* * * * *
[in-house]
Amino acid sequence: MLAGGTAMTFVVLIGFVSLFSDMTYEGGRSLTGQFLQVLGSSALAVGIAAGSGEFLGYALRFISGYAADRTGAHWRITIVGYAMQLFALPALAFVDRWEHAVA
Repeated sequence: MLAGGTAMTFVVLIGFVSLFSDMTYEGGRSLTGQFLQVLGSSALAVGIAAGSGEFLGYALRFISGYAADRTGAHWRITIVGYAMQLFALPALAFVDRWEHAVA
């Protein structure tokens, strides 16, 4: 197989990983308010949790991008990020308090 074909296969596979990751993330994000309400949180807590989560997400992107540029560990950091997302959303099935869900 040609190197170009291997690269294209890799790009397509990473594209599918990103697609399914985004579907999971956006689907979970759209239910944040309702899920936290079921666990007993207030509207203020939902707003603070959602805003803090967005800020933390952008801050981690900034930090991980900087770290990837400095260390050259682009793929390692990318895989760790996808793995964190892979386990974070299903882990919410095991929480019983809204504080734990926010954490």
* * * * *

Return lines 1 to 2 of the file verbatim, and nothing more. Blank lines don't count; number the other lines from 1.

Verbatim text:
[in-house]
Amino acid sequence: MLAGGTAMTFVVLIGFVSLFSDMTYEGGRSLTGQFLQVLGSSALAVGIAAGSGEFLGYALRFISGYAADRTGAHWRITIVGYAMQLFALPALAFVDRWEHAVA